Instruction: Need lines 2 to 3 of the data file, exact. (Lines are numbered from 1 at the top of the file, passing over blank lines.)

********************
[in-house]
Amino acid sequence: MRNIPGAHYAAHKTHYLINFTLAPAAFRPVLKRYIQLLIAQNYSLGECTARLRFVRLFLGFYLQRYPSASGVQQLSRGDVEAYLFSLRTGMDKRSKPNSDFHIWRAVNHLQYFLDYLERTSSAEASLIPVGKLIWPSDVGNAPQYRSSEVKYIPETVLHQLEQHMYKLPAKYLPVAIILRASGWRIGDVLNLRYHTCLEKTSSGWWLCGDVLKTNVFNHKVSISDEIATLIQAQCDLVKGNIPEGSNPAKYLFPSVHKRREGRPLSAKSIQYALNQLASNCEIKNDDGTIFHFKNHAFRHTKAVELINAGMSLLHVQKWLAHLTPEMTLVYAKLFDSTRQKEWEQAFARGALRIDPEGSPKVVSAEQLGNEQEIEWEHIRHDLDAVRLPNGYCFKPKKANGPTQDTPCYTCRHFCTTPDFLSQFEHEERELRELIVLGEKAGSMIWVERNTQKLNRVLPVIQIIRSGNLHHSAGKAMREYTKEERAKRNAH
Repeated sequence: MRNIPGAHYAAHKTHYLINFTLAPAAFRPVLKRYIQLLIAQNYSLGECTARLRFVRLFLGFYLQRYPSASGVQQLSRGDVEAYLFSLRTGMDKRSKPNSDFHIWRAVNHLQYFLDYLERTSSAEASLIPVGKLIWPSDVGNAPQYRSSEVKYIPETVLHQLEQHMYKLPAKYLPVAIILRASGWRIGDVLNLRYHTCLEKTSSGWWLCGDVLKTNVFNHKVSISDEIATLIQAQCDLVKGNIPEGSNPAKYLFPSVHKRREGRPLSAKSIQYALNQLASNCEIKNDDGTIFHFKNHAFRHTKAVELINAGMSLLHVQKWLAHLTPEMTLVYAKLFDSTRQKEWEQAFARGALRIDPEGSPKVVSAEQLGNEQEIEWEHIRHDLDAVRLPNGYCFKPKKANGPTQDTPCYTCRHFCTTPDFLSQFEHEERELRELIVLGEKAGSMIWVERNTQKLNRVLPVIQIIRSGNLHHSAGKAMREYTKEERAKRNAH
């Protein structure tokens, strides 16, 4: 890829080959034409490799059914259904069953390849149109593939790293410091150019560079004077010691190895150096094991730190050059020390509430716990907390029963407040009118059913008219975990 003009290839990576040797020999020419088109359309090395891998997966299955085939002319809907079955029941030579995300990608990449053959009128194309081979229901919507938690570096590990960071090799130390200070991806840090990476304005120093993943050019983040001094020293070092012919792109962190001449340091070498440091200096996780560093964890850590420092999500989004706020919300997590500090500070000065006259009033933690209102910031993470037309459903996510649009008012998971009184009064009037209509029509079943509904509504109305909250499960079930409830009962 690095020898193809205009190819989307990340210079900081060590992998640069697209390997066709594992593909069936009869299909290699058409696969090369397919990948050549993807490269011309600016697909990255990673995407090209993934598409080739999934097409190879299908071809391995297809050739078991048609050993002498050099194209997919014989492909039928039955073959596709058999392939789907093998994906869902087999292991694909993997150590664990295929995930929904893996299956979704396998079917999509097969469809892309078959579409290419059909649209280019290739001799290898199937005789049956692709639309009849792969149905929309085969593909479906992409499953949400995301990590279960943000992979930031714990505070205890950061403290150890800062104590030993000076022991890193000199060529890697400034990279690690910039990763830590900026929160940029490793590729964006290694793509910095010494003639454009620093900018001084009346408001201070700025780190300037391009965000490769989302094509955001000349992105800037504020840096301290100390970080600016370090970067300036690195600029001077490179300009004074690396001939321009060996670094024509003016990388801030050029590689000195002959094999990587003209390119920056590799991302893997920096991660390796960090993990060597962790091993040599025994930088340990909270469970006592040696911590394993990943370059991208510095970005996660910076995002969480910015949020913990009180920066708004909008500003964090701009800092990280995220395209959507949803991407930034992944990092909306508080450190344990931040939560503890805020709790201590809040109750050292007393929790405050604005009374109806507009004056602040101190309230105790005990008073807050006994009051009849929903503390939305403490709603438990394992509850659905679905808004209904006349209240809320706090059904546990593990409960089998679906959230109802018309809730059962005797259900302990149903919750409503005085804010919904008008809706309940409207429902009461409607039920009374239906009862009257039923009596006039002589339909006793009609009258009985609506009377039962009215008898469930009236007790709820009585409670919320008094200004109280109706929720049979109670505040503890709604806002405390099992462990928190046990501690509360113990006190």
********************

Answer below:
Amino acid sequence: MRNIPGAHYAAHKTHYLINFTLAPAAFRPVLKRYIQLLIAQNYSLGECTARLRFVRLFLGFYLQRYPSASGVQQLSRGDVEAYLFSLRTGMDKRSKPNSDFHIWRAVNHLQYFLDYLERTSSAEASLIPVGKLIWPSDVGNAPQYRSSEVKYIPETVLHQLEQHMYKLPAKYLPVAIILRASGWRIGDVLNLRYHTCLEKTSSGWWLCGDVLKTNVFNHKVSISDEIATLIQAQCDLVKGNIPEGSNPAKYLFPSVHKRREGRPLSAKSIQYALNQLASNCEIKNDDGTIFHFKNHAFRHTKAVELINAGMSLLHVQKWLAHLTPEMTLVYAKLFDSTRQKEWEQAFARGALRIDPEGSPKVVSAEQLGNEQEIEWEHIRHDLDAVRLPNGYCFKPKKANGPTQDTPCYTCRHFCTTPDFLSQFEHEERELRELIVLGEKAGSMIWVERNTQKLNRVLPVIQIIRSGNLHHSAGKAMREYTKEERAKRNAH
Repeated sequence: MRNIPGAHYAAHKTHYLINFTLAPAAFRPVLKRYIQLLIAQNYSLGECTARLRFVRLFLGFYLQRYPSASGVQQLSRGDVEAYLFSLRTGMDKRSKPNSDFHIWRAVNHLQYFLDYLERTSSAEASLIPVGKLIWPSDVGNAPQYRSSEVKYIPETVLHQLEQHMYKLPAKYLPVAIILRASGWRIGDVLNLRYHTCLEKTSSGWWLCGDVLKTNVFNHKVSISDEIATLIQAQCDLVKGNIPEGSNPAKYLFPSVHKRREGRPLSAKSIQYALNQLASNCEIKNDDGTIFHFKNHAFRHTKAVELINAGMSLLHVQKWLAHLTPEMTLVYAKLFDSTRQKEWEQAFARGALRIDPEGSPKVVSAEQLGNEQEIEWEHIRHDLDAVRLPNGYCFKPKKANGPTQDTPCYTCRHFCTTPDFLSQFEHEERELRELIVLGEKAGSMIWVERNTQKLNRVLPVIQIIRSGNLHHSAGKAMREYTKEERAKRNAH